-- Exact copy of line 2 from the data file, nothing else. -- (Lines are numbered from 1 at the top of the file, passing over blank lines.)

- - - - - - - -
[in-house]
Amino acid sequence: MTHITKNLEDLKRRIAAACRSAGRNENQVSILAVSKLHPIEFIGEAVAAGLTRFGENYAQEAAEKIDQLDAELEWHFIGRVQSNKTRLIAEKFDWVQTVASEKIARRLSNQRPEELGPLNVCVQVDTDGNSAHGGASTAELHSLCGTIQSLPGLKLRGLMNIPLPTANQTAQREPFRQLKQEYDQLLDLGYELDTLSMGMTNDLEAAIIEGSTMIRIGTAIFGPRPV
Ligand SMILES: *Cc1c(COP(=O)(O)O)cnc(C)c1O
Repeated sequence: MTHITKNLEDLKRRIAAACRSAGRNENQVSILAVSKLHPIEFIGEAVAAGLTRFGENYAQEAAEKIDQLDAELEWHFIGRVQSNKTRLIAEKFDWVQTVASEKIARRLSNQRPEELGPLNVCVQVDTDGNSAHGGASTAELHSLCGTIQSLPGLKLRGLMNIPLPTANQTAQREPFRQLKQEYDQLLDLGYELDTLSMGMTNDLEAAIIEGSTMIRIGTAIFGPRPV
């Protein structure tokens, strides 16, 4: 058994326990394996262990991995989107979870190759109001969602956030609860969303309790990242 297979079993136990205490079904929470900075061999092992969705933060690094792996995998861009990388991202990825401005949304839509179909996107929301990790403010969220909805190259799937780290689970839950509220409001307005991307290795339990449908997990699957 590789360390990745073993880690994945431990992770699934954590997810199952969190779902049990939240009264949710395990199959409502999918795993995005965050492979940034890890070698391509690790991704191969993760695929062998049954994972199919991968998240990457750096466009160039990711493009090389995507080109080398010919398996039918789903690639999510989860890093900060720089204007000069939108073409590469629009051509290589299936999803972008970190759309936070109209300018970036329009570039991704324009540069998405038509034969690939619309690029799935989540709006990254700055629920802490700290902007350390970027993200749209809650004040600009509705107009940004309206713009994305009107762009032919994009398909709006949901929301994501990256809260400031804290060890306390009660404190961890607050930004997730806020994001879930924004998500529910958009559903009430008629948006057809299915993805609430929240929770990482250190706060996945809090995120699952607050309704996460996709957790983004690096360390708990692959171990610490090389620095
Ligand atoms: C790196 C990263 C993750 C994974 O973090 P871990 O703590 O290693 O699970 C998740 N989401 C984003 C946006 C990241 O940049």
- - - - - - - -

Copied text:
Amino acid sequence: MTHITKNLEDLKRRIAAACRSAGRNENQVSILAVSKLHPIEFIGEAVAAGLTRFGENYAQEAAEKIDQLDAELEWHFIGRVQSNKTRLIAEKFDWVQTVASEKIARRLSNQRPEELGPLNVCVQVDTDGNSAHGGASTAELHSLCGTIQSLPGLKLRGLMNIPLPTANQTAQREPFRQLKQEYDQLLDLGYELDTLSMGMTNDLEAAIIEGSTMIRIGTAIFGPRPV